By Father Ed Dougherty, M.M.        

Last year, a young woman named Haley Moss graduated from the University of Miami School of Law. At her commencement ceremony, she gave a speech in which she offered encouraging words to her classmates, saying, “I will always be amazed by all of your talents. It’s a big world out there and I am excited to see what you will do next.”

To know the story of Haley Moss is to understand how remarkable her giving a speech at her own law school graduation truly was. When she was three years old, Haley was diagnosed with autism, and she didn’t begin to speak until she was four. A CBS News report on her life highlights that she was always determined to shatter expectations and prove her ability to succeed in spite of the obstacles she faced.

Haley first shared her story at a conference when she was just 13. She has told her story several times over the years in public speaking engagements, and she says of her involvement in such events, “I’ve always enjoyed getting to connect and share…. It takes a village to raise a child, and it takes an even bigger village to raise a child with a disability.... I realized by sharing my story, I could be a part of someone else’s village.”

Haley’s story exemplifies how struggling through challenging circumstances not only helps us to build character for ourselves, but it provides us the opportunity to show others the way through the difficulties in life, and there is no greater reward than having a positive impact on another person.

When she was 15, she wrote a book titled Middle School – The Stuff Nobody Tells You About: A Teenage Girl with ASD Shares Her Experiences. She has since contributed to a book of essays. After graduating with a bachelor’s degree from the University of Florida, she enrolled in law school to further her ability to do advocacy work.

Of her decision to go to law school, Haley says, “I wanted to go to law school because I wanted to make a difference for other people…. Lawyers help their community. What better way than to become a lawyer.”

She had a job offer lined up before she even graduated. All she had to do was pass the bar, which she did, becoming a member of the Florida Bar earlier this year. Her goal is to inspire others with her success. She says, “Whether it’s somebody on the spectrum that says, ‘Thank you for sharing your story,’ or it’s a parent of a newly-diagnosed child that tells me, ‘Wow, you gave me so much hope for my kid. I can’t wait to see what my kid’s going to be able to do when they get older.’ Yes, it’s definitely an impact.”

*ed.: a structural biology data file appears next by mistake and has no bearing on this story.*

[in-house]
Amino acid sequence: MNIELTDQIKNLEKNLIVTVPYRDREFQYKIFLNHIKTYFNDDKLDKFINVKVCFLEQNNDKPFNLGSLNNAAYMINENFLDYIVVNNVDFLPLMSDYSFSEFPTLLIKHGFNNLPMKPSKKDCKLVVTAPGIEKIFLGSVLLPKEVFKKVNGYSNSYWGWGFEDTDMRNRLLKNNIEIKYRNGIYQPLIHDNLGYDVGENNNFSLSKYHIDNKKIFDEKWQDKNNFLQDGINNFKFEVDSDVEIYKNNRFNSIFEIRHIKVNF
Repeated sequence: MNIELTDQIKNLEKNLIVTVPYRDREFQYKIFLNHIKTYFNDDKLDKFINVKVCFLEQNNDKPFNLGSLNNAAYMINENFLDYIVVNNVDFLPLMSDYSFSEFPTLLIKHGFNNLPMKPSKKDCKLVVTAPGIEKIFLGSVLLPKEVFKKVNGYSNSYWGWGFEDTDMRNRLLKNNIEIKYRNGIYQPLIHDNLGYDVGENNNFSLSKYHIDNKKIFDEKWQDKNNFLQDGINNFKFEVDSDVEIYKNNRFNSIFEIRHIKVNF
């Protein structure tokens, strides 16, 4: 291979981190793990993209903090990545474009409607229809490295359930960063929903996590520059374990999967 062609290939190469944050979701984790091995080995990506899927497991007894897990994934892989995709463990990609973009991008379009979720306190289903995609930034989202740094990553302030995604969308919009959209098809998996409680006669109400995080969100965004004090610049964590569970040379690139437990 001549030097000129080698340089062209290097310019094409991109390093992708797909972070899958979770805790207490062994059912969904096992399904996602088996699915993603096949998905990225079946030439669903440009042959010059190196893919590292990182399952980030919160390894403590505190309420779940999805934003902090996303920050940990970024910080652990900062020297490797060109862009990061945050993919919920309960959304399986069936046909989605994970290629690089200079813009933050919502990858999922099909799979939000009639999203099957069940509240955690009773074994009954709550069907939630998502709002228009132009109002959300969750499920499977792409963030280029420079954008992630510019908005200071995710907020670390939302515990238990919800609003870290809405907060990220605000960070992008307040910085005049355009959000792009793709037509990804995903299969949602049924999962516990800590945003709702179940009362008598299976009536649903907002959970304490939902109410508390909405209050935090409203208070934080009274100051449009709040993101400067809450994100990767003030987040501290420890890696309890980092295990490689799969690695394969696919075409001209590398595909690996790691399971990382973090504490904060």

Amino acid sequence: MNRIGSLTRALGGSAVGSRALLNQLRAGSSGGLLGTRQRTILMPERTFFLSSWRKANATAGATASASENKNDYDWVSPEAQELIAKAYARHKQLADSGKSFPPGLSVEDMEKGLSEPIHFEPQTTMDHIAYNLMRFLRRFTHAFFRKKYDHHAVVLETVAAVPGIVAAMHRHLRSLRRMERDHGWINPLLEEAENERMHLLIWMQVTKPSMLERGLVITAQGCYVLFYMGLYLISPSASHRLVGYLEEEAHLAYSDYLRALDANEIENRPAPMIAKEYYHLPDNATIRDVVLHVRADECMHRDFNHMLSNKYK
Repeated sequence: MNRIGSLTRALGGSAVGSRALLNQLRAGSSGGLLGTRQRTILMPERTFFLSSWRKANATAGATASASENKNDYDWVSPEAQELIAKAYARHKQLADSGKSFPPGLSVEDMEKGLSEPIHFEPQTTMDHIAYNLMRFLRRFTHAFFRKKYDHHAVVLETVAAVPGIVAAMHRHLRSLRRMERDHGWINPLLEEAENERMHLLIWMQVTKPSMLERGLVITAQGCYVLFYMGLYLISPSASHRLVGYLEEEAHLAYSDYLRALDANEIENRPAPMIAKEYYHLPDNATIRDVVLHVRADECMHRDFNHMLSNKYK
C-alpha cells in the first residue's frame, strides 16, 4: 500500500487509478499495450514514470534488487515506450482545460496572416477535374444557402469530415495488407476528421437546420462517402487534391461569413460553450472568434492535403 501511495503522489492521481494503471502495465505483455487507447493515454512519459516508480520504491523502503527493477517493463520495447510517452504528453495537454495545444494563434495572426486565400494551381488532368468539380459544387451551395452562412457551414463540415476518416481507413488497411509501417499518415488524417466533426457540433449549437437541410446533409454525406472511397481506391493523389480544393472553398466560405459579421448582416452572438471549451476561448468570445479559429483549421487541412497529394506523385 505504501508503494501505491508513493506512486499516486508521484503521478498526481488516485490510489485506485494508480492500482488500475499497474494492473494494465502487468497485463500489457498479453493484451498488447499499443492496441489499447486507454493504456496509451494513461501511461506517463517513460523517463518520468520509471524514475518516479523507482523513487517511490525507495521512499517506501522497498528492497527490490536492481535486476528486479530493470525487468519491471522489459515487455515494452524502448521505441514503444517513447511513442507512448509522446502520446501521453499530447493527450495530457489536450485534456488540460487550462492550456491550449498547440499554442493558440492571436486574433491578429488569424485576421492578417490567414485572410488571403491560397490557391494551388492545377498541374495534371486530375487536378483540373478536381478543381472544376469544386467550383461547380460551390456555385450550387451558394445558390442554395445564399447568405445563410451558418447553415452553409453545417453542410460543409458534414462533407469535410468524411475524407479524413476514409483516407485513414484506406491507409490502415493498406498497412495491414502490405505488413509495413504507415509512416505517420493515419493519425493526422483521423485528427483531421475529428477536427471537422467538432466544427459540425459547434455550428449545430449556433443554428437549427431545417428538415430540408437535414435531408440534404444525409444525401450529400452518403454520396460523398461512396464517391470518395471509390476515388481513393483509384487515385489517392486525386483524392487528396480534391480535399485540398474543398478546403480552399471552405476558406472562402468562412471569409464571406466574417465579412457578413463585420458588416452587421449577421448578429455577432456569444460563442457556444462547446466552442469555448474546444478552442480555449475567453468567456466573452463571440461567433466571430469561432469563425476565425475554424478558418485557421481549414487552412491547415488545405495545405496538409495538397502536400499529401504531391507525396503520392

Motivation can come from many different places, and that has surely been the case for Haley. She began with the motivation to overcome her own obstacles. Then somewhere along the way, she realized the joy and satisfaction of reaching out to others in their struggle. And that driving force of wanting to make the world a better place has motivated her to reach a point in life that truly defies the odds.

Haley’s story demonstrates how selflessness is such an empowering force in life. I’m sure the sentiments she shared at her graduation are completely reciprocated by her classmates and many others. We’re all amazed by her talents, and we’re excited to see what she’ll do next.

For free copies of the Christopher News Note THE ENDURING VALUE OF PEOPLE WITH DISABILITIES, write: The Christophers, 5 Hanover Square, New York, NY 10004; or e-mail: mail@christophers.org.

Father Ed Dougherty, M.M., is a member of The Christophers’ board of directors.